As described by IMF, monetary policy has been accommodative. This is clearly presented by the following indicators:
Inflation has underperformed since 2014 with core inflation falling below zero in recent months. Targeted regime reflects that there is still space for conventional monetary easing through lowering the policy rate.
Treasury bill rates have fallen significantly in recent months reflecting increased liquidity in the financial market. Interventions in the FX market were small, infrequent, and typically announced months in advance, but the exchange rate with the euro has been very stable. While interbank rates have closely tracked the policy rate in recent years, lending rates have declined less than deposit rates, reflecting the high risk aversion of banks, even compared to the region. Monetary policy transmission is hindered by high euroization. There is an increasing tendency towards short-term funding.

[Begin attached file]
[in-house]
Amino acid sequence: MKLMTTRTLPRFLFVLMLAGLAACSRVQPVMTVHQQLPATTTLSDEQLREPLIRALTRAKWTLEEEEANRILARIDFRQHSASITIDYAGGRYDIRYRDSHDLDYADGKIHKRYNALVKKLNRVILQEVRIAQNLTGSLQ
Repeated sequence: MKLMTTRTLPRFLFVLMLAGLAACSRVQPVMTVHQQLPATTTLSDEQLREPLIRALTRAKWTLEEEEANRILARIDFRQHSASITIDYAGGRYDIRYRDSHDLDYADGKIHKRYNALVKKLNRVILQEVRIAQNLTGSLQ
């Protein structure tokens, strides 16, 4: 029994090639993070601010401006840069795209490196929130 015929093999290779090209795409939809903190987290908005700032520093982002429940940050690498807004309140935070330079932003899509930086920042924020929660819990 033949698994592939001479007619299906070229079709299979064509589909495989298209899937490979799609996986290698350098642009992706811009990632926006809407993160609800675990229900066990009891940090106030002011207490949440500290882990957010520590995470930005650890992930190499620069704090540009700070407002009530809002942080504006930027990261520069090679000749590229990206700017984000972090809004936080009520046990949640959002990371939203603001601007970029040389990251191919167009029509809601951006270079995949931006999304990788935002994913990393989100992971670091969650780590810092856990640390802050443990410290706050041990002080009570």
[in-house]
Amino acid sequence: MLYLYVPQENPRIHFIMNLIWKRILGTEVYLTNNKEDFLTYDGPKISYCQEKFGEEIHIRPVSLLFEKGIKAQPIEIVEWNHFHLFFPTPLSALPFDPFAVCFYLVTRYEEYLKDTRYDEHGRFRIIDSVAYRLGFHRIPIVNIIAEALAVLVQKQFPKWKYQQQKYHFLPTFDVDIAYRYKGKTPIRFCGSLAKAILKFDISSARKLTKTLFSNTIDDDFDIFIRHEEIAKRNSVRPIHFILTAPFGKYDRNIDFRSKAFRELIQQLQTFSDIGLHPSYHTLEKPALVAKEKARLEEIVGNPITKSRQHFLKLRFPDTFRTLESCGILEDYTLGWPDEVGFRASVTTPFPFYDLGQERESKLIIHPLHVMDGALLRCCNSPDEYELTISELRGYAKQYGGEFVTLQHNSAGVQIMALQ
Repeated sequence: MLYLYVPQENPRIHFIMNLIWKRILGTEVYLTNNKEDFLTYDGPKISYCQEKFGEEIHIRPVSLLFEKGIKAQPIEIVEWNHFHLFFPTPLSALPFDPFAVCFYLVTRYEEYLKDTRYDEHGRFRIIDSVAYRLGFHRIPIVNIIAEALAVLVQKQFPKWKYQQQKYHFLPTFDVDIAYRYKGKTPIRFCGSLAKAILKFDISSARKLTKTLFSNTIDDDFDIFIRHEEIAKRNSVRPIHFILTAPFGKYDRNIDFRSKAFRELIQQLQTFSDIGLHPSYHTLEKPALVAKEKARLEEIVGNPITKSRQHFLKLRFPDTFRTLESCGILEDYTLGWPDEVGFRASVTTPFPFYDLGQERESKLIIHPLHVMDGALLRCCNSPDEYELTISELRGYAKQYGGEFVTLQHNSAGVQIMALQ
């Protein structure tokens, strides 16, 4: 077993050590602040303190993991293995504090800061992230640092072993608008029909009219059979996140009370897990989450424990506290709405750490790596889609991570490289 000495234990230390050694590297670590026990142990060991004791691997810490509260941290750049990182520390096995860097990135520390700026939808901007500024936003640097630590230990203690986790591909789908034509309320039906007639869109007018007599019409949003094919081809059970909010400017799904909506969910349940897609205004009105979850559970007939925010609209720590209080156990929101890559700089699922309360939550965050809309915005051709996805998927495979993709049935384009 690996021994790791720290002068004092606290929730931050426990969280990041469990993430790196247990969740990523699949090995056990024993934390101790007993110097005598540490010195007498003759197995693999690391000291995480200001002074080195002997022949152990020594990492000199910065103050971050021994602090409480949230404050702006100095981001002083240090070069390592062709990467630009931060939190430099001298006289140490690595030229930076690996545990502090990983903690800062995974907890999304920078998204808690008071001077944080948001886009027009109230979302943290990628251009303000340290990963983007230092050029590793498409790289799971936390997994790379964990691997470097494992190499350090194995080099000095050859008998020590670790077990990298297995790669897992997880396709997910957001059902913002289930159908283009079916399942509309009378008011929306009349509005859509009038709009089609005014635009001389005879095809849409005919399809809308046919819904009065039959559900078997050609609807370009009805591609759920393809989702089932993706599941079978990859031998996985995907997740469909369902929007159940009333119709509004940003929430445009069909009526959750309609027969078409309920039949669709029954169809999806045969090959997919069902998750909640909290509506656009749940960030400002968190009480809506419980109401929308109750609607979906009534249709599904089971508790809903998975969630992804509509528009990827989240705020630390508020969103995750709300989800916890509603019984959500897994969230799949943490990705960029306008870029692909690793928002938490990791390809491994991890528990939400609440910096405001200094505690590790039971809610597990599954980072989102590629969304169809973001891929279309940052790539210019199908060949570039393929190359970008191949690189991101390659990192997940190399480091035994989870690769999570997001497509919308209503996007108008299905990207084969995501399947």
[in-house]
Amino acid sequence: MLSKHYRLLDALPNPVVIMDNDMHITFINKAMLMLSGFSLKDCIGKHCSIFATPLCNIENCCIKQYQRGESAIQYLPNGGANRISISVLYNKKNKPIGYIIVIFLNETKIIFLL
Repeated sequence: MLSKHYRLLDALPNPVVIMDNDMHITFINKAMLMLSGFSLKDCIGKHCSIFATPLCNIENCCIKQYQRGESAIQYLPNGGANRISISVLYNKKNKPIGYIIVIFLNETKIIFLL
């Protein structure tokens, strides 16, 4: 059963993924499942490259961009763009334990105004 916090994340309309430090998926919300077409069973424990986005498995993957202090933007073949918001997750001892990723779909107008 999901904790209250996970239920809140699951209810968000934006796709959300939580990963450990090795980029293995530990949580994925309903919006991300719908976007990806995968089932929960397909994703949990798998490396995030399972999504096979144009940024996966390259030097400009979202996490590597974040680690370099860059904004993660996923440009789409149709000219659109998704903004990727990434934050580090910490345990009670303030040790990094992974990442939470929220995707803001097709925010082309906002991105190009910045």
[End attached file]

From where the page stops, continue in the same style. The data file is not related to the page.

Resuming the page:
The lek-euro exchange rate has remained very stable over the past six years, despite limited interventions by the central bank. The REER- Real Effective Exchange Rate (a measure of the value of a currency against a weighted average of several foreign currencies) has been broadly stable, appreciating by 3.7 % in 2015 compared to 2013.
Main concern by authorities is that lowering the lek-euro interest rate differential below a certain level could lead to heightened exchange rate volatility, thereby aggravating financial stability risks given the significant unhedged exposures. International reserves, which rose in 2015 owing to strong donor flows and Eurobond issuance, are deemed adequate based on metrics for floating regimes.